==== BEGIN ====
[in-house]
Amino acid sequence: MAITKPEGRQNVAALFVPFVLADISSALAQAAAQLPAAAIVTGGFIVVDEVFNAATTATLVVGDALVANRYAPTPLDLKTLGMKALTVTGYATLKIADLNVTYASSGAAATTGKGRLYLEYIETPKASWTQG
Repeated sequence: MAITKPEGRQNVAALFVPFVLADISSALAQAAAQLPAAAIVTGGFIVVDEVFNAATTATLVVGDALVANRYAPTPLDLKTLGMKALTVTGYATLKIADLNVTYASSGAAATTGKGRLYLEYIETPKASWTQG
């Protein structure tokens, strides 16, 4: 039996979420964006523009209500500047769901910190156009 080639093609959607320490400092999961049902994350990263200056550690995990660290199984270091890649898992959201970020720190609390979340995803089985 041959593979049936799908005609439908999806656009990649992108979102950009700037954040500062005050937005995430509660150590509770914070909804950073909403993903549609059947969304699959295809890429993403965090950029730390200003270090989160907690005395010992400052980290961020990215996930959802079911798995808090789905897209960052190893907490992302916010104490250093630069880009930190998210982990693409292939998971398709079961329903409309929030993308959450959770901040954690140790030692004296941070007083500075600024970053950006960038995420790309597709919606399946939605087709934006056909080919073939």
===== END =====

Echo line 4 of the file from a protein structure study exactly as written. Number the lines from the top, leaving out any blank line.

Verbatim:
């Protein structure tokens, strides 16, 4: 039996979420964006523009209500500047769901910190156009 080639093609959607320490400092999961049902994350990263200056550690995990660290199984270091890649898992959201970020720190609390979340995803089985 041959593979049936799908005609439908999806656009990649992108979102950009700037954040500062005050937005995430509660150590509770914070909804950073909403993903549609059947969304699959295809890429993403965090950029730390200003270090989160907690005395010992400052980290961020990215996930959802079911798995808090789905897209960052190893907490992302916010104490250093630069880009930190998210982990693409292939998971398709079961329903409309929030993308959450959770901040954690140790030692004296941070007083500075600024970053950006960038995420790309597709919606399946939605087709934006056909080919073939």